Row, Row, Row Yourself
Anyone notice last night's fourth-quarter Twenty-First Century Fox (FOXA) earnings release? Overall... impressive. By segment? Still impressive, except maybe for television. That slice of data showed revenue of $1.14 billion, an increase of 13.9% year-on-year. However, the numbers change for the worse when looked at through the prism of OIBDA (Operating Income Before Depreciation and Amortization), which is similar in formula to EBITDA (by using net operating income as a starting point, instead of net earnings that could include non-operating income). Television for Fox, as measured through an OIBDA filter printed at $106 million, down 22% y/y. This despite the studios having created more than their fair share of top-10 TV shows, thanks to rising costs associated with the broadcast of high-profile sporting events.
Now, flash back to earlier this week, when Walt Disney (DIS) reported. For the moment, forget that Disney is set to acquire a basket of Fox assets outside of News and Sports. For Disney's third quarter, by segment... Media Networks posted revenue of $6.16 billion, up 5% y/y, while printing operating revenue of $1.82 billion (-1% y/y).
CEO Bob Iger was sharp in the post-earnings call. In fact, I thought he was very sharp. Iger placed the focus on the firm's development of its organic streaming services. ESPN Plus is apparently an early success. Yours truly is an early subscriber, and a happy one at that. Iger stresses that what is being referred to in the media as "Disneyflix" is on the way, and is a priority. For now, with the deals already in place, Disney content is somewhat scattered about. Iger says that the service will in price "reflect the lower volume of content versus a Netflix (NFLX) ." Don't forget that ABC and Fox each own 30% of Hulu. That will put Disney clearly in charge of that service. Hmm, maybe Netflix should be scared. Even Walmart (WMT) is gunning for them now.
Gently Down The Stream
So, where is the potential for traders like us to score the largest take in this space? I like DIS going forward. I am long the shares. I have shorted and remain short a long series of cascading puts at discount strikes and varying expiration dates. It would take a genuine collapse for me to even worry about my net basis in this name. A solid investment? I believe so. Super-sized increases? Not likely. Disney has been an absolute ATM for shareholders, rising a rough 12% over the past three months, despite the negative reaction to these earnings.
From a speculative point of view, where will gains come from that outperform the marketplace by double-digit percentage points? The easy answer would be to stick with what has worked in the past. Say an Amazon (AMZN) , or an Nvidia (NVDA) . Heck, Amazon is good at everything, and the world (and cloud) runs on quality semiconductors. Speaking of "The Cloud," I am not going to be getting out of my favorites there, such as Adobe (ADBE) and Salesforce (CRM) , but both face current resistance. I think retail investors might just want to look at something that in dollar terms might be more affordable, yet still speculative in nature. Key word, speculative. Don't come crying if we get run over. Key word: we. I'm in the foxhole next to you.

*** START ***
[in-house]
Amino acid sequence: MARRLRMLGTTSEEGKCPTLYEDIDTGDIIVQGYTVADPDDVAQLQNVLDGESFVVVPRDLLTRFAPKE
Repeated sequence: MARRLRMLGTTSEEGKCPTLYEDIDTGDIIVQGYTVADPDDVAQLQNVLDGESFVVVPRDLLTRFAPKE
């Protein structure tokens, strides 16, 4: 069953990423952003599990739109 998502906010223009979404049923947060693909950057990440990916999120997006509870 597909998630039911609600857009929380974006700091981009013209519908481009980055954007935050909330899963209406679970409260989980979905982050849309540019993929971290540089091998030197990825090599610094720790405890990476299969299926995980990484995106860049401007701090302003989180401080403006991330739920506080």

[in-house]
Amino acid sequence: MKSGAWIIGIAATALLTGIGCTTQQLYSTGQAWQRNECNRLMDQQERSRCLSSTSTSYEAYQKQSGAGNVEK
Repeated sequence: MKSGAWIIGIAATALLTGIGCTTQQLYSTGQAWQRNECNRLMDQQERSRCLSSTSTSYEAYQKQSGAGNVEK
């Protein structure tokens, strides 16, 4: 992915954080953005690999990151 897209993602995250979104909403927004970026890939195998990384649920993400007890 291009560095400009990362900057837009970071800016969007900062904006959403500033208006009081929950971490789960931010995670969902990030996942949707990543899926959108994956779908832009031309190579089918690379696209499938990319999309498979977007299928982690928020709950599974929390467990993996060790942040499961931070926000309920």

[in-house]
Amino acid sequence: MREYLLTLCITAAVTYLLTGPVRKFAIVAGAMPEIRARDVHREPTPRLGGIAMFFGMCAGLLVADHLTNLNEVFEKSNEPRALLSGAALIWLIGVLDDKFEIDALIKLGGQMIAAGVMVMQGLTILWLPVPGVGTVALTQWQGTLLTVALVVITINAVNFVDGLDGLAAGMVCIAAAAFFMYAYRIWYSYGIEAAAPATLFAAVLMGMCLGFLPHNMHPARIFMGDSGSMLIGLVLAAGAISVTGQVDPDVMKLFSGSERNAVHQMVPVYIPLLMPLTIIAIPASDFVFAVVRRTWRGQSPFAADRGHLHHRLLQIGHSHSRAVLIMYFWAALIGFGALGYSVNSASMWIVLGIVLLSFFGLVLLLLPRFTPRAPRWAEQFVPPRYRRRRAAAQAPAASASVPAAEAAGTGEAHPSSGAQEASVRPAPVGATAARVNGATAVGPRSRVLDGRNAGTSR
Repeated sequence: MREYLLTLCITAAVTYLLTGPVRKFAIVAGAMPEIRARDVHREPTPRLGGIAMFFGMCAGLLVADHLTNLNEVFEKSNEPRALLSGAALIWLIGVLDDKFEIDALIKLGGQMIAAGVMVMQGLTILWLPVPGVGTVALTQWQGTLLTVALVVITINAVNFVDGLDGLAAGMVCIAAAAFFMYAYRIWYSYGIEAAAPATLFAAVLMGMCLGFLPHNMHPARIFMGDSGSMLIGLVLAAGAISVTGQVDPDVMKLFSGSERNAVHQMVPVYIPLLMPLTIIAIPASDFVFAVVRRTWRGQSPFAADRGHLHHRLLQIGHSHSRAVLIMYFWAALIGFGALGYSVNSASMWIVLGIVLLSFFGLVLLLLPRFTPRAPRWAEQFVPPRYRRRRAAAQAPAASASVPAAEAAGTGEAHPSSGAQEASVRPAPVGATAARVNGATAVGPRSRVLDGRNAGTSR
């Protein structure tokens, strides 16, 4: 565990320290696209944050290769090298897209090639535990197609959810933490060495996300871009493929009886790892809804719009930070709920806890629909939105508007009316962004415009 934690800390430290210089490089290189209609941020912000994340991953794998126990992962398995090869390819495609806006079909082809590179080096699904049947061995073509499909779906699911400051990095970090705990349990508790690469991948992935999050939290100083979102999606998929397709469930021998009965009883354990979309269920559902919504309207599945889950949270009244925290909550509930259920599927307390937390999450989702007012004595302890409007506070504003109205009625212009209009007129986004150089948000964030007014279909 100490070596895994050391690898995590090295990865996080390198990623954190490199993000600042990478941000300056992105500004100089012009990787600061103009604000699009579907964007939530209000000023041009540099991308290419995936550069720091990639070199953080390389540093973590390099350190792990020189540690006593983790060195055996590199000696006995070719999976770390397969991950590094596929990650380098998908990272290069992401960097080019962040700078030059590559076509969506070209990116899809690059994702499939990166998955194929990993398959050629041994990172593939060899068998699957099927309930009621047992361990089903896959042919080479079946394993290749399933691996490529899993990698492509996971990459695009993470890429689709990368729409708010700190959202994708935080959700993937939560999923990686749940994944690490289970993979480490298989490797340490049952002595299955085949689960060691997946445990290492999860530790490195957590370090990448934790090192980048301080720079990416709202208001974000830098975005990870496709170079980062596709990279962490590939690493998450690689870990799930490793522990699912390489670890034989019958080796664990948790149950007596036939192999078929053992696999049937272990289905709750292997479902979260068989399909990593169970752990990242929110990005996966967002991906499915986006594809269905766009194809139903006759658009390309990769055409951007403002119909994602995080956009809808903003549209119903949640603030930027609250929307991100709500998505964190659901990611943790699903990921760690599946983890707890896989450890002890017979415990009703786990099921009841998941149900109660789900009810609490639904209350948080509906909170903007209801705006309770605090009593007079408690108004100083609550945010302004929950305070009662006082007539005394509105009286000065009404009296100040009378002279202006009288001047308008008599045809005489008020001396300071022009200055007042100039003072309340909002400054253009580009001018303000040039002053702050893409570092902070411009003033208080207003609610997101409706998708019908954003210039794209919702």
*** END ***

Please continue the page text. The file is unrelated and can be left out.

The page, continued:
What a wonderfully volatile name this is. I have probably been asked about this one more often than any other stock since making this name my secret weapon in my monthly trading note back in June. The stock peaked at $46.23 that month after trading as low as $15.30 in the secondary market in the days after the IPO in April. By the way, post-IPO is when I bought the name, which is why I have been slow to react to the dramatic slide in the shares that we have seen since mid-June.
What I did as a trader was to isolate this name from the rest of my actively traded portfolios in order to keep the volatility of this one stock from distracting me on a daily or even weekly basis. Now, the name, a subsidiary of Baidu (BIDU) , seems to trade up and down with the Shanghai Composite, which itself trades up and down (mostly down) on trade news involving China's relationship with the U.S.
I have often stated that I will either sell this name at $200 or zero, whichever comes first. There's some truth to that flippant statement, despite the fact that Goldman Sachs downgraded the stock and slapped a $30 price target on IQ last week.
By the way, the domestic Chinese market for a Netflix-type service is probably still quite immature. Much of the problem for us is that though revenue was reported up 42.5% for the second quarter, that revenue is measured in Renminbi. Have you ever seen a pea roll off of a table? Yeah, well if you've ever been to boot camp, or attended day camp as an adolescent then you've already imagined what it would look like.